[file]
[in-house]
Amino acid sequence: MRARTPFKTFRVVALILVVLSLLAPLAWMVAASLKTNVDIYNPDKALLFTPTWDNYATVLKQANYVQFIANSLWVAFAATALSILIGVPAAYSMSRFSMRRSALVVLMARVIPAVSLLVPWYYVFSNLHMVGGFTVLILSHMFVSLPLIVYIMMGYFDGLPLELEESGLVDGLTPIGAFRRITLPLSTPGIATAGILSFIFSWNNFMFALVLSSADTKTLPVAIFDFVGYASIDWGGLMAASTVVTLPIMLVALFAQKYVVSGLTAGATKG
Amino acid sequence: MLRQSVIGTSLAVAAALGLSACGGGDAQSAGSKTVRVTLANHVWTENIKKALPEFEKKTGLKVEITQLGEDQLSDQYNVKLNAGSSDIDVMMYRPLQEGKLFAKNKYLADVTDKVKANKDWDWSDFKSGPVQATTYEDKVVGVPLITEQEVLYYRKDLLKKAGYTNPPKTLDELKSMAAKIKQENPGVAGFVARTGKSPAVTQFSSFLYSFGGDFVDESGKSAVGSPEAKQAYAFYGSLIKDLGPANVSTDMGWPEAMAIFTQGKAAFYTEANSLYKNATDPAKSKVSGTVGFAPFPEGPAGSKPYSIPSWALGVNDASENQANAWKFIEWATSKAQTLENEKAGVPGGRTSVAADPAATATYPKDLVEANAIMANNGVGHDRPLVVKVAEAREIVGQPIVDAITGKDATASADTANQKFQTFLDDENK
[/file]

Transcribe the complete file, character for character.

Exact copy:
[in-house]
Amino acid sequence: MRARTPFKTFRVVALILVVLSLLAPLAWMVAASLKTNVDIYNPDKALLFTPTWDNYATVLKQANYVQFIANSLWVAFAATALSILIGVPAAYSMSRFSMRRSALVVLMARVIPAVSLLVPWYYVFSNLHMVGGFTVLILSHMFVSLPLIVYIMMGYFDGLPLELEESGLVDGLTPIGAFRRITLPLSTPGIATAGILSFIFSWNNFMFALVLSSADTKTLPVAIFDFVGYASIDWGGLMAASTVVTLPIMLVALFAQKYVVSGLTAGATKG
Amino acid sequence: MLRQSVIGTSLAVAAALGLSACGGGDAQSAGSKTVRVTLANHVWTENIKKALPEFEKKTGLKVEITQLGEDQLSDQYNVKLNAGSSDIDVMMYRPLQEGKLFAKNKYLADVTDKVKANKDWDWSDFKSGPVQATTYEDKVVGVPLITEQEVLYYRKDLLKKAGYTNPPKTLDELKSMAAKIKQENPGVAGFVARTGKSPAVTQFSSFLYSFGGDFVDESGKSAVGSPEAKQAYAFYGSLIKDLGPANVSTDMGWPEAMAIFTQGKAAFYTEANSLYKNATDPAKSKVSGTVGFAPFPEGPAGSKPYSIPSWALGVNDASENQANAWKFIEWATSKAQTLENEKAGVPGGRTSVAADPAATATYPKDLVEANAIMANNGVGHDRPLVVKVAEAREIVGQPIVDAITGKDATASADTANQKFQTFLDDENK